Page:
Volume 7 Issue 188
Published - 14:00 UTC 08:00 EST 7-Jul-2005 
Next Update - 14:00 UTC 08:00 EST 8-Jul-2005

Editor: Susan K. Boyer, RN
Vidyya.
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Enzyme affects hypertension by controlling salt levels in body

An enzyme known to cause hypertension increases blood pressure by activating tiny pores, or channels, in kidney cells that allow increased levels of sodium to be reabsorbed into the blood, researchers at UT Southwestern Medical Center have found. The findings shed light on the underlying mechanisms that cause hypertension, and may also help explain why patients with hypertension linked to salt intake often need to take potassium supplements in order to keep their high blood pressure in check. more  

Interim data suggest major response with Aranesp(R) in anemic patients with MDS

Amgen Inc. announced new interim data from a Phase 2 study evaluating the use of 500 mcg of Aranesp(R) (darbepoetin alfa) every three weeks to treat anemia in patients with a bone marrow disorder known as myelodysplastic syndromes (MDS). more

Prescribing information: Aranesp

Aranesp is a unique erythropoiesis stimulating protein, which contains two additional sialic acid-containing carbohydrate chains than the Epoetin alfa molecule and remains in the bloodstream longer than Epoetin alfa because it has a longer half-life. more  

Discovering the pathways by which the same factors that disrupt the structure of breast tissue cause cancers to develop

Researchers in the Life Sciences Division of the Department of Energy's Lawrence Berkeley National Laboratory have discovered a key molecular pathway by which an enzyme that normally helps remodel tissues initiates the pathway to breast cancer. The same molecular pathway, the researchers found, links both the loss of tissue organization in cancerous organs and the loss of genomic stability in individual cancer cells. more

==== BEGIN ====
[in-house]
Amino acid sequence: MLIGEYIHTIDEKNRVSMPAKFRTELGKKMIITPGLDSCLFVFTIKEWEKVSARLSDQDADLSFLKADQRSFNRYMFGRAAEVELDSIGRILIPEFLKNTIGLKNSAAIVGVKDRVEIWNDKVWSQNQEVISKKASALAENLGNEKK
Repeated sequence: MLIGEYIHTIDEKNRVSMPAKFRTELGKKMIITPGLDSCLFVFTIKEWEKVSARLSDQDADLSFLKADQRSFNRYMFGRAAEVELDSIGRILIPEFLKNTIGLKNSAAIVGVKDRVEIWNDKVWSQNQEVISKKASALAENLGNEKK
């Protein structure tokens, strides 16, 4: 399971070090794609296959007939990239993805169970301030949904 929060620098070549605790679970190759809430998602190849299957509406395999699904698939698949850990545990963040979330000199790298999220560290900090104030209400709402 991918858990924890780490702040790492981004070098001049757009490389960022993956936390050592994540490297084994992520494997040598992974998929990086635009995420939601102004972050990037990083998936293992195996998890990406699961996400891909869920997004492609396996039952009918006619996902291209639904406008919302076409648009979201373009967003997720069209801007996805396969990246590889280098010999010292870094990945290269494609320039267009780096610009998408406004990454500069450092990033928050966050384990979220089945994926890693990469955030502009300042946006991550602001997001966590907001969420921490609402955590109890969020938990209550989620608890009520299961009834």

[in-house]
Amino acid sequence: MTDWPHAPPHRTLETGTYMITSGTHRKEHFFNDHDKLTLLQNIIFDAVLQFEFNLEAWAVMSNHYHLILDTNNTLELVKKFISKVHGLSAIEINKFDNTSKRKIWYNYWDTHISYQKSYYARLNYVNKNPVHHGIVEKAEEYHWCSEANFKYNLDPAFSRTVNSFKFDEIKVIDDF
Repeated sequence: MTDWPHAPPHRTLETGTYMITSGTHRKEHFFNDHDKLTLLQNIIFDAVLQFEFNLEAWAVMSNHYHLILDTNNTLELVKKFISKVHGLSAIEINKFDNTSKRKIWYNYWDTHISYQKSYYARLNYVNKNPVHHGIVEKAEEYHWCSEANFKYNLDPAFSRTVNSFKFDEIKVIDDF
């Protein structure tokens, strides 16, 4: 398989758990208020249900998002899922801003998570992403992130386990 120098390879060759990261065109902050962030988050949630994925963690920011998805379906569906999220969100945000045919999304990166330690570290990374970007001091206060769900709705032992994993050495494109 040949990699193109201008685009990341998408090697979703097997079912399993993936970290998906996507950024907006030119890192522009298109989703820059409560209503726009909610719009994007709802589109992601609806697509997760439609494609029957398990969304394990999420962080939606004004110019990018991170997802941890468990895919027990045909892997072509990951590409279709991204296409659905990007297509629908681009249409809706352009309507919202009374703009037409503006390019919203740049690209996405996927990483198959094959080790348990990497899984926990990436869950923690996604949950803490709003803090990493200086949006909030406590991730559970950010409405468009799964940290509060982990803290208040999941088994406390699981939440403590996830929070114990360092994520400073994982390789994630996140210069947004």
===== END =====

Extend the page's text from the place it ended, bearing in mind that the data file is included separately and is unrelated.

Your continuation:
Neurological complication may result from rapid withdrawal from pregabalin, more studies needed 

A report in the July Annals of Neurology describes a serious adverse event experienced by a participant in a clinical trial that may raise a new caution about the use of antiepileptic drugs for conditions other than epilepsy. An elderly women enrolled in a clinical trial of pregabalin, a new drug for the treatment of pain and seizures, abruptly discontinued the medication and then developed neurological symptoms including headache, confusion and hallucinations. The study's authors from Massachusetts General Hospital (MGH) suggest that all patients stopping antiepileptic drugs (AEDs) should do so gradually to avoid complications of withdrawal. more

Adult lifestyle biggest risk factor for diabetes, study finds  

Adult lifestyle has more influence on your chances of developing diabetes than childhood experience, according to new research whose findings contradict previously-held beliefs. more

Scientists discover how Nipah virus enters cells

Working independently, two research teams funded by the National Institute of Allergy and Infectious Diseases (NIAID), part of the National Institutes of Health (NIH), have identified how Nipah and Hendra viruses, closely related viruses first identified in the mid-1990s, gain entry into human and animal cells. more

 

In a recent study, myelodysplastic syndrome patients receiving Aranesp every three weeks, who had no prior erythropoietic therapy, exhibited an overall response of 77 percent, increased hemoglobin levels and improvements in patient reported fatigue.